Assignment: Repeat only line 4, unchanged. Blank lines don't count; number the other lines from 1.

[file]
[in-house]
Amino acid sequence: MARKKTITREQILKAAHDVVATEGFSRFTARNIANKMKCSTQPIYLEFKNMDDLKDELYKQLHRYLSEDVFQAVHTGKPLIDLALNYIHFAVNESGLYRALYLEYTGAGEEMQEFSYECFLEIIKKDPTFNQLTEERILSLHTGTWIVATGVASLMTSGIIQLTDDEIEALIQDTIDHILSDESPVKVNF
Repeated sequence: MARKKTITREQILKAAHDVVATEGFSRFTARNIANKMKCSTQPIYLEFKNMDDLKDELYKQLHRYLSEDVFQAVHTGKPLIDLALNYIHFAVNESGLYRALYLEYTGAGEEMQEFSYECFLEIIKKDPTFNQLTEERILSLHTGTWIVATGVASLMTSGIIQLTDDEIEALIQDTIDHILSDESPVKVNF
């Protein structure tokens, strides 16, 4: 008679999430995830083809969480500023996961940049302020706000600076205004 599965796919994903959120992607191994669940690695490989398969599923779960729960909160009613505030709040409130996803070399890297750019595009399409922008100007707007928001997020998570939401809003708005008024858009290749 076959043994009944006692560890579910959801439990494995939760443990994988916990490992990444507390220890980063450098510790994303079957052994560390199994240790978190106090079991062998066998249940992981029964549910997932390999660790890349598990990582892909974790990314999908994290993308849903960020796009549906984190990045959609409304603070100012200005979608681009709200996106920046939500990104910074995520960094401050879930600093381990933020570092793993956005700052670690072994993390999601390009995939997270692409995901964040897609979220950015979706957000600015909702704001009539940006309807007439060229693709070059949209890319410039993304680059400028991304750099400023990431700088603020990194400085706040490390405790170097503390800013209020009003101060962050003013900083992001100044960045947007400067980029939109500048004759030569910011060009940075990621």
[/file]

């Protein structure tokens, strides 16, 4: 008679999430995830083809969480500023996961940049302020706000600076205004 599965796919994903959120992607191994669940690695490989398969599923779960729960909160009613505030709040409130996803070399890297750019595009399409922008100007707007928001997020998570939401809003708005008024858009290749 076959043994009944006692560890579910959801439990494995939760443990994988916990490992990444507390220890980063450098510790994303079957052994560390199994240790978190106090079991062998066998249940992981029964549910997932390999660790890349598990990582892909974790990314999908994290993308849903960020796009549906984190990045959609409304603070100012200005979608681009709200996106920046939500990104910074995520960094401050879930600093381990933020570092793993956005700052670690072994993390999601390009995939997270692409995901964040897609979220950015979706957000600015909702704001009539940006309807007439060229693709070059949209890319410039993304680059400028991304750099400023990431700088603020990194400085706040490390405790170097503390800013209020009003101060962050003013900083992001100044960045947007400067980029939109500048004759030569910011060009940075990621």